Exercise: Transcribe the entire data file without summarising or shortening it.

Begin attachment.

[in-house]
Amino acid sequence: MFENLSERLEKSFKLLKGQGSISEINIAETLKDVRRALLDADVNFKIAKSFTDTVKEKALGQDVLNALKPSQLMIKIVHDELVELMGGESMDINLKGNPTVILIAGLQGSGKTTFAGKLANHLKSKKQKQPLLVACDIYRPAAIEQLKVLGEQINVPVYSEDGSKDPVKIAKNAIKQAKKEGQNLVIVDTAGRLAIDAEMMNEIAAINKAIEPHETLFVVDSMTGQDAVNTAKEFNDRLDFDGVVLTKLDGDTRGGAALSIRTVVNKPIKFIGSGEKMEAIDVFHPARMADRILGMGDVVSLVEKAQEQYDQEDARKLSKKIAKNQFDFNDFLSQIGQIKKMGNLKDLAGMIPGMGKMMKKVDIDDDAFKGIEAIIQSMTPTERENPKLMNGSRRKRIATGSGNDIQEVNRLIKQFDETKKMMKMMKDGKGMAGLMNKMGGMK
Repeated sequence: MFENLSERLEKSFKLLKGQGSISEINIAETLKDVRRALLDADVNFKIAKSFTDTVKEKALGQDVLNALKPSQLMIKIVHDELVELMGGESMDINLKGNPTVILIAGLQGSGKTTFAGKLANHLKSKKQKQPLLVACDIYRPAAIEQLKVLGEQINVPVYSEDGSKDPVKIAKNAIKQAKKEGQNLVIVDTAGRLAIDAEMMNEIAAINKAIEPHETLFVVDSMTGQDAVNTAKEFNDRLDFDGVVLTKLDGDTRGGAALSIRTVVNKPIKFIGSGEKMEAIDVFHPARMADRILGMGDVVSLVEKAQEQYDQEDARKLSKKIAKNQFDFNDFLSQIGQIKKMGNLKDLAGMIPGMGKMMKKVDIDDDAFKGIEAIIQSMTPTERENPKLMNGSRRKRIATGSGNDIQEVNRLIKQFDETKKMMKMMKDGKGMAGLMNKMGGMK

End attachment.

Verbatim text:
[in-house]
Amino acid sequence: MFENLSERLEKSFKLLKGQGSISEINIAETLKDVRRALLDADVNFKIAKSFTDTVKEKALGQDVLNALKPSQLMIKIVHDELVELMGGESMDINLKGNPTVILIAGLQGSGKTTFAGKLANHLKSKKQKQPLLVACDIYRPAAIEQLKVLGEQINVPVYSEDGSKDPVKIAKNAIKQAKKEGQNLVIVDTAGRLAIDAEMMNEIAAINKAIEPHETLFVVDSMTGQDAVNTAKEFNDRLDFDGVVLTKLDGDTRGGAALSIRTVVNKPIKFIGSGEKMEAIDVFHPARMADRILGMGDVVSLVEKAQEQYDQEDARKLSKKIAKNQFDFNDFLSQIGQIKKMGNLKDLAGMIPGMGKMMKKVDIDDDAFKGIEAIIQSMTPTERENPKLMNGSRRKRIATGSGNDIQEVNRLIKQFDETKKMMKMMKDGKGMAGLMNKMGGMK
Repeated sequence: MFENLSERLEKSFKLLKGQGSISEINIAETLKDVRRALLDADVNFKIAKSFTDTVKEKALGQDVLNALKPSQLMIKIVHDELVELMGGESMDINLKGNPTVILIAGLQGSGKTTFAGKLANHLKSKKQKQPLLVACDIYRPAAIEQLKVLGEQINVPVYSEDGSKDPVKIAKNAIKQAKKEGQNLVIVDTAGRLAIDAEMMNEIAAINKAIEPHETLFVVDSMTGQDAVNTAKEFNDRLDFDGVVLTKLDGDTRGGAALSIRTVVNKPIKFIGSGEKMEAIDVFHPARMADRILGMGDVVSLVEKAQEQYDQEDARKLSKKIAKNQFDFNDFLSQIGQIKKMGNLKDLAGMIPGMGKMMKKVDIDDDAFKGIEAIIQSMTPTERENPKLMNGSRRKRIATGSGNDIQEVNRLIKQFDETKKMMKMMKDGKGMAGLMNKMGGMK